11 Sep Net Neutrality and the ‘Internet Slowdown’.
‘Net Neutrality’ has been an issue on the tip of everybody’s tongue since January when a US Court of Appeals ruling found that broadband providers were under no obligation to ensure all internet traffic was treated equally. Following this sobering realisation the Federal Communications Commission swooped in this May to make a proposal which could very well mean a choke-hold for internet users in the sense that unless they shell out on potentially ludicrous charges for prioritised data delivery their access will slow to a painful crawl. It seems the FCC weren’t being aggressive enough with regulations that protect internet users from broadband companies who now consider internet users as not only consumers but content providers too (which is the entire magic of the internet) and these broadband companies want to capitalise on January’s findings and charge people accordingly, creating a sort of class-ism to mirror the ‘offline’ world. Without proper regularisation the end of the open internet, accessible to everyone who can get their hands on a device will find innovation at an all time low completely saturated by domineering large company content.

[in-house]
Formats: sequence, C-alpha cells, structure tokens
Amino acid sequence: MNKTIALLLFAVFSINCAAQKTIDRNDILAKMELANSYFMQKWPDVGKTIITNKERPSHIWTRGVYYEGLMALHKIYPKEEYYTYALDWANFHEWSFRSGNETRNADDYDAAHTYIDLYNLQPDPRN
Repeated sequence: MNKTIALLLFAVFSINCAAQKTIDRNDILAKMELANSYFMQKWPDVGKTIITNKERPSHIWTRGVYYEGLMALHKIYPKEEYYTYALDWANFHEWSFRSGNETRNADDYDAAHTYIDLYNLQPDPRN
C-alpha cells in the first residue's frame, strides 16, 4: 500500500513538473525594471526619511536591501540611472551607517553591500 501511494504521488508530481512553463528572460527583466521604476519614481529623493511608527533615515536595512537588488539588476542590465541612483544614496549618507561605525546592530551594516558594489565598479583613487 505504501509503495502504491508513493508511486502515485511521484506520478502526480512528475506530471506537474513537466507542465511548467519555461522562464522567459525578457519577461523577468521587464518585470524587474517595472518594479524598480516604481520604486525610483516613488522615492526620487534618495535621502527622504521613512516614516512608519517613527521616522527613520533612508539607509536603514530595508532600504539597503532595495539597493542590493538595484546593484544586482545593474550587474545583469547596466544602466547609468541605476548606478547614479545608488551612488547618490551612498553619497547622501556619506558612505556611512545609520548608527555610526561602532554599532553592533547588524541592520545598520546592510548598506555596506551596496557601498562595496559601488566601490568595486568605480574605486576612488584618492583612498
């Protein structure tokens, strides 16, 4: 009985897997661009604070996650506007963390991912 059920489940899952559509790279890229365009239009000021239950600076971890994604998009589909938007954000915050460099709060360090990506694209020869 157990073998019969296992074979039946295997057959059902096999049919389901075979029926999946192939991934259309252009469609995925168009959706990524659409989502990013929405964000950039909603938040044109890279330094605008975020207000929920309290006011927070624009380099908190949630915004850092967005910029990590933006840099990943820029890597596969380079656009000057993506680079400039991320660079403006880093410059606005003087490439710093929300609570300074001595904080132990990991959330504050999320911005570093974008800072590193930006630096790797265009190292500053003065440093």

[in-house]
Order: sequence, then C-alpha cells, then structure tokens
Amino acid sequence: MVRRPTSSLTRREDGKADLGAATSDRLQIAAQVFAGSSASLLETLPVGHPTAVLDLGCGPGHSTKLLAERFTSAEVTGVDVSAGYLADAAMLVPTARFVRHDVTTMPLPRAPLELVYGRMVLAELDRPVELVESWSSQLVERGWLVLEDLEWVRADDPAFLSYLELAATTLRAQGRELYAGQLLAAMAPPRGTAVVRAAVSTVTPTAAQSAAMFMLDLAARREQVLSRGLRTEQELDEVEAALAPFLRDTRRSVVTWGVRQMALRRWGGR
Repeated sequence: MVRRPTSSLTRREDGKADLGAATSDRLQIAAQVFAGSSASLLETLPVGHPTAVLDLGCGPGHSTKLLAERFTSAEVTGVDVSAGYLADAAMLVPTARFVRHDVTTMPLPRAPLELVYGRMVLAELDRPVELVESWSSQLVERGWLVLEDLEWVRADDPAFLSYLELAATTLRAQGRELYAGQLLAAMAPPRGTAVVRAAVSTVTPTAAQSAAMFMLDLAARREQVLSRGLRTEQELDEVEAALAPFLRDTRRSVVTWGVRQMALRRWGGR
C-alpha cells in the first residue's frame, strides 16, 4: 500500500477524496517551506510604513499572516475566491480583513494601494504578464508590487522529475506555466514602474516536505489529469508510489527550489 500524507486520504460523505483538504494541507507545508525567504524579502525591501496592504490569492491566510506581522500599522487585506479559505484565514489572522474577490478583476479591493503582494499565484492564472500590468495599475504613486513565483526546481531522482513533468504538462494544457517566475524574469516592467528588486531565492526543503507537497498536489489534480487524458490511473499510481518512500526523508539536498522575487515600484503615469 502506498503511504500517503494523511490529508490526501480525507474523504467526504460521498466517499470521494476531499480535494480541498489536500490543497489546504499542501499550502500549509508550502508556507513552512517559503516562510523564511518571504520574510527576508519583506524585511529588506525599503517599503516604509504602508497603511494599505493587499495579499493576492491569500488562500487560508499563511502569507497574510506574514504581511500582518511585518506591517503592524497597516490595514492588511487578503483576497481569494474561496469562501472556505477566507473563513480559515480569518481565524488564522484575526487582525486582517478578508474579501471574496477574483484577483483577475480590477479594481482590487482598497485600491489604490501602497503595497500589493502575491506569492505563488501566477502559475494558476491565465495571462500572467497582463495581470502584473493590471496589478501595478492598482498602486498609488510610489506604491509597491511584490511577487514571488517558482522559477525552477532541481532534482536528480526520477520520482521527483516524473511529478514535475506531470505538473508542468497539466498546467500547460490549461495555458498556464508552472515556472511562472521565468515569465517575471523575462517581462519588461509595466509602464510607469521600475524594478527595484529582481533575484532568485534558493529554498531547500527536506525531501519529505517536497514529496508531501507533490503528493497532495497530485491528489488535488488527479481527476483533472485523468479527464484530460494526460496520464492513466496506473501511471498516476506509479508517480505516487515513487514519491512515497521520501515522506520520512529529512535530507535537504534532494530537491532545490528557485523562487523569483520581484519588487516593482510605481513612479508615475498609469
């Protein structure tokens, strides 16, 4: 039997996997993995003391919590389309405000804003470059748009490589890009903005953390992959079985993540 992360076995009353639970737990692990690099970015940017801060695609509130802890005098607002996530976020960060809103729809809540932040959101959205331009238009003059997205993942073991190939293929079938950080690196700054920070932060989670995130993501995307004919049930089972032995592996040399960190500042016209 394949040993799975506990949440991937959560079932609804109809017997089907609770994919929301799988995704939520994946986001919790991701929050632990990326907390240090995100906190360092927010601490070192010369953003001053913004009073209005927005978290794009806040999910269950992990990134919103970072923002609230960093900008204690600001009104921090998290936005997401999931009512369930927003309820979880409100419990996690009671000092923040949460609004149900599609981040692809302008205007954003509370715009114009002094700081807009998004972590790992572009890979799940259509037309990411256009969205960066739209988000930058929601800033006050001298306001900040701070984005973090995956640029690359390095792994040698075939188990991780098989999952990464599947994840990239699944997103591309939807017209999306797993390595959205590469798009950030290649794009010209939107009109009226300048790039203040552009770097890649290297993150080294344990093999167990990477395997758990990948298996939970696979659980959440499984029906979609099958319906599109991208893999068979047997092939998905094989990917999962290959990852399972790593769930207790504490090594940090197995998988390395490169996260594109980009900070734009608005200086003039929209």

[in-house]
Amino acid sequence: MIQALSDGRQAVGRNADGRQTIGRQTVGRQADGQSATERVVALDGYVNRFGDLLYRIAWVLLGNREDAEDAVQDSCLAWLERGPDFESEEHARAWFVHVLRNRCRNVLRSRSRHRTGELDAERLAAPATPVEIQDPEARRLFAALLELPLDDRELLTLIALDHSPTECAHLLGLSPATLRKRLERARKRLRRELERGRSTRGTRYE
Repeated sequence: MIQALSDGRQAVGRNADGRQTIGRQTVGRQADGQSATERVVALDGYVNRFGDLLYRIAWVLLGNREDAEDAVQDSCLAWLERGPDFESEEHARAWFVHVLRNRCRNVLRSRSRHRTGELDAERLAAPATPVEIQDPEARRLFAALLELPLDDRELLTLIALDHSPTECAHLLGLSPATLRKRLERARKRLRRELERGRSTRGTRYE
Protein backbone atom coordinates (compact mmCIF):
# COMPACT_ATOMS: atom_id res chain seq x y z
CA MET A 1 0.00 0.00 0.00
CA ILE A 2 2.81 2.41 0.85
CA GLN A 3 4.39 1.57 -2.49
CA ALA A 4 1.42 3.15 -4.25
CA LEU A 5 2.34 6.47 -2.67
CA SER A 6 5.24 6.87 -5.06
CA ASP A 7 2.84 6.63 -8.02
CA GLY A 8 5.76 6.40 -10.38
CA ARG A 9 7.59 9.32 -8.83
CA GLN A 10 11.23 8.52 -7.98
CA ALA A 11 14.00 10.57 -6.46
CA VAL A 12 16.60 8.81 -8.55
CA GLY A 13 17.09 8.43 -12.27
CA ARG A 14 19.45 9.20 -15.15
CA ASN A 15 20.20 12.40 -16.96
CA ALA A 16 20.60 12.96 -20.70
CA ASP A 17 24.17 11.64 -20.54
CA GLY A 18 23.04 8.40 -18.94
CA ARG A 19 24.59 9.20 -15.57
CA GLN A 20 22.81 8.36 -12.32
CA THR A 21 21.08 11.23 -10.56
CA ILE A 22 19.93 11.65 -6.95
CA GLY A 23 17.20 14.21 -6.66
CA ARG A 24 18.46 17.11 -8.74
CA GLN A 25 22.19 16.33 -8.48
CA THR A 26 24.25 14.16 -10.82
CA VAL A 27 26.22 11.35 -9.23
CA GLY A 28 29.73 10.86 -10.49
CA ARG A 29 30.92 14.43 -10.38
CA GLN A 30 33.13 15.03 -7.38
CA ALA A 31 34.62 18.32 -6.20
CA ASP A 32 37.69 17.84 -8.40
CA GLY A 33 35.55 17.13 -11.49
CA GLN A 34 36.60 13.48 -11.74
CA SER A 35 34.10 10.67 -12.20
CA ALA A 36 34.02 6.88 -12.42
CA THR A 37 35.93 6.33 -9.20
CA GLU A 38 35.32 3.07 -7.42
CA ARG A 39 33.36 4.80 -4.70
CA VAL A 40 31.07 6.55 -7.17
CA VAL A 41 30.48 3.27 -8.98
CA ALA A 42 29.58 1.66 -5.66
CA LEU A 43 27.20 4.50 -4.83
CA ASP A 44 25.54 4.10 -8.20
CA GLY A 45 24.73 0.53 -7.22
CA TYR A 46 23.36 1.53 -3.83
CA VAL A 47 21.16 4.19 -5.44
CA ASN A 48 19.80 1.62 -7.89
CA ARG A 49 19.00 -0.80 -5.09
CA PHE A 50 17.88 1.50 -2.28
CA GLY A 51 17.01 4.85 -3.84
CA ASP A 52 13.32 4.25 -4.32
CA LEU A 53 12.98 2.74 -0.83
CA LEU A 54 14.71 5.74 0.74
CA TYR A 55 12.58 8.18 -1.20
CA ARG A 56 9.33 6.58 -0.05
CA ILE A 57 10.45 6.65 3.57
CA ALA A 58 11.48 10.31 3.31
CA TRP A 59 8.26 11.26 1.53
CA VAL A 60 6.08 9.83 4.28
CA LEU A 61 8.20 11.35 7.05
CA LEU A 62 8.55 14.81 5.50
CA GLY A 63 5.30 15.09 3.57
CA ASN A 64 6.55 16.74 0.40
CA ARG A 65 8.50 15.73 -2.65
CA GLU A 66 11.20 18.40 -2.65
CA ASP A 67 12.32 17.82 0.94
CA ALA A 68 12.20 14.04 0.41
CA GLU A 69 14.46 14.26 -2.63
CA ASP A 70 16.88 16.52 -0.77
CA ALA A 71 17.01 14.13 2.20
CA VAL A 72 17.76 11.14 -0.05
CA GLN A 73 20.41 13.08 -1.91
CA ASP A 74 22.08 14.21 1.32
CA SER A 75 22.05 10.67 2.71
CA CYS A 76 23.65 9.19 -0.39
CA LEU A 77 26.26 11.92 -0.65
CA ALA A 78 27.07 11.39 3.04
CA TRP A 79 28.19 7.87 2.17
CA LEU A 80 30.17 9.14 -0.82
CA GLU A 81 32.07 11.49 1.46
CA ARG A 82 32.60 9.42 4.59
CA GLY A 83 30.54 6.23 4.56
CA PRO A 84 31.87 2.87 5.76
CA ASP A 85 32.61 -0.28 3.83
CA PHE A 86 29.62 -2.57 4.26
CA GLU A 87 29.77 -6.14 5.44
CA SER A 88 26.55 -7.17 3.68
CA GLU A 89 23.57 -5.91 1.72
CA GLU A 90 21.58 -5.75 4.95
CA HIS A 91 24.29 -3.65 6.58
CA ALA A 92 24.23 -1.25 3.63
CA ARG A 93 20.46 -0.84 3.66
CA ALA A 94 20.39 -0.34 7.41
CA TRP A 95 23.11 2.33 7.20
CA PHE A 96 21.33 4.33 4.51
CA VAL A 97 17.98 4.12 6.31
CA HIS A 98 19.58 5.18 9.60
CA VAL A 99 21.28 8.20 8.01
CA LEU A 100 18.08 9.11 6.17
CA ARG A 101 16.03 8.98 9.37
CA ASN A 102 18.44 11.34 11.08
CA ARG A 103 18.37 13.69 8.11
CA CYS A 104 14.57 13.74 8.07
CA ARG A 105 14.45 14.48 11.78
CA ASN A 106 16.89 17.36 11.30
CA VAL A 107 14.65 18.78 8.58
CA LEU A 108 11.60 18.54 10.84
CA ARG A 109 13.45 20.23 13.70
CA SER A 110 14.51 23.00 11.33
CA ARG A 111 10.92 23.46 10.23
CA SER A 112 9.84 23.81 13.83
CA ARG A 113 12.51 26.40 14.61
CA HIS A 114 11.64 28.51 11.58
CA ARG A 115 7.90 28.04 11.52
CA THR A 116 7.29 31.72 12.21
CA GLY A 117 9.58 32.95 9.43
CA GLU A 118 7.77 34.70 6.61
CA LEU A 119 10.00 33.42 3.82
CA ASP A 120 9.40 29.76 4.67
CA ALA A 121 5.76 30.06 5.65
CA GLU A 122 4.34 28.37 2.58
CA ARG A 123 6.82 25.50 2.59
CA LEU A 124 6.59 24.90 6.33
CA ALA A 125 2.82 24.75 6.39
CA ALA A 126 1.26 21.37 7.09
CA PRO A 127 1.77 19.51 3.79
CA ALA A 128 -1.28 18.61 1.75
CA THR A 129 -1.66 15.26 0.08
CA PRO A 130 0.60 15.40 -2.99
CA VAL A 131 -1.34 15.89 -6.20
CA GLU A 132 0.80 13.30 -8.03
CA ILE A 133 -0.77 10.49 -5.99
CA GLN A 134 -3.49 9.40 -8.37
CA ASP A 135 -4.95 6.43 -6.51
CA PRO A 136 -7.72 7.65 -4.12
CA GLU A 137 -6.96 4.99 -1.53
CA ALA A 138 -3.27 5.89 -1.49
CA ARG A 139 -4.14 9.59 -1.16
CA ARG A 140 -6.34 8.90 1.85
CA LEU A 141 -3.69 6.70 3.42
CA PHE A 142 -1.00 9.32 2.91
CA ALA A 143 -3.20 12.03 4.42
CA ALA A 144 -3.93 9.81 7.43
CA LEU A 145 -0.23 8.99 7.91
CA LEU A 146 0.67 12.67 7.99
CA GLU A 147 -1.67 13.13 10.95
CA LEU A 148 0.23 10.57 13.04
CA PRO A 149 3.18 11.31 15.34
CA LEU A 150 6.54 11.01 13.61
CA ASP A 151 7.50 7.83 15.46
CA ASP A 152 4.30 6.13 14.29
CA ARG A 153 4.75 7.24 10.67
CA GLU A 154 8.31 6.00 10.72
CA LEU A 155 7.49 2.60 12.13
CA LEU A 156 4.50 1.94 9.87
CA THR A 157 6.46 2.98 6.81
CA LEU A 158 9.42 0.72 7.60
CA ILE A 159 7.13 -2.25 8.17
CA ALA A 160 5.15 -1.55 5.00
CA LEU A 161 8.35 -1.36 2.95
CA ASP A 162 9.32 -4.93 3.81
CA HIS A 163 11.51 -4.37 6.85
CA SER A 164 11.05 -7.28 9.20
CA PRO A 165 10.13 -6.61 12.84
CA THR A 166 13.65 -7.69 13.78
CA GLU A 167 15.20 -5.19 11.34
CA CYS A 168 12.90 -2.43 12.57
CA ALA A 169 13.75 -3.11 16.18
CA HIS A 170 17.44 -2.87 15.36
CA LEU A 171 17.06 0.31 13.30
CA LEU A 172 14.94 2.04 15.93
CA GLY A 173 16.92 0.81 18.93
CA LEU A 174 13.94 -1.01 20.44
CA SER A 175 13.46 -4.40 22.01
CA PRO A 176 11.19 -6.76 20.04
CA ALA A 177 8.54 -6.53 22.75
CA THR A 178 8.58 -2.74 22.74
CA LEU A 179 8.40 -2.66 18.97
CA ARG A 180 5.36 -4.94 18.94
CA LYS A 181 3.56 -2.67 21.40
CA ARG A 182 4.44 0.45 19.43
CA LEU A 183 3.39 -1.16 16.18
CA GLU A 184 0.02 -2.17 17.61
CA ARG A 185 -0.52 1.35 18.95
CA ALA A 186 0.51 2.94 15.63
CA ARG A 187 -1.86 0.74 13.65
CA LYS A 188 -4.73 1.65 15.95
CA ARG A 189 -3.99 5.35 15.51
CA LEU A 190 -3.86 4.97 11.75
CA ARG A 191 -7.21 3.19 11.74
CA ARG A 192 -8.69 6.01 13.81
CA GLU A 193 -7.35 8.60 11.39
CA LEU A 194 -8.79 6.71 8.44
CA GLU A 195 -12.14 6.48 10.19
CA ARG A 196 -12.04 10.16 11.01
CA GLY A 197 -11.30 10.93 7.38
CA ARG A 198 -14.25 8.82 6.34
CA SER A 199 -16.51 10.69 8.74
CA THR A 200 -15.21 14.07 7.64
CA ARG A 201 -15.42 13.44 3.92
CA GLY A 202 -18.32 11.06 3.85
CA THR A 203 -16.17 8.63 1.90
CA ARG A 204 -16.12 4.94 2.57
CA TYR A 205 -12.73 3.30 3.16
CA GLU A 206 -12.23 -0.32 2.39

We live in such an intensive, progressive age because of the internet, access to information is equally available to everyone, we are more educated than ever thanks to the freedom of information which the open internet grants us and any threat to that access is detrimental to the people. It is immoral to unfairly capitalise upon such an integral tool for collective consciousness.
The main fear when it comes to this situation is the temptation for large broadband providers to create fast and slow lanes for users depending on paid fees. The FCC maintain that this could only be a possibility if the arrangement was ‘commercially reasonable’ but there is no definition of what ‘reasonable’ means.
Yesterday saw some of the biggest websites we know and love hosting proverbial ‘Spinning wheels of doom’, these loading symbols featured on the landing pages of popular sites such as Netflix, Mozilla, Upworthy, Etsy and Reddit and served to inform the general public that their online freedom is in jeopardy right now. All traffic to protesting websites was invited to be redirected to informational websites such as this one in order to add their names to the growing petition against the FCC proposal.
We have no idea yet what sort of affect yesterday’s demonstration might have caused, and we also have no estimate on when the FCC will come to some conclusion but it is a positive sign that the FCC were open to hearing from the public about this issue. No matter what decision is eventually reached regarding the regulations you can be sure that this debate will be a lengthy one.
Check out the actual infographics made available on www.battleforthenet.com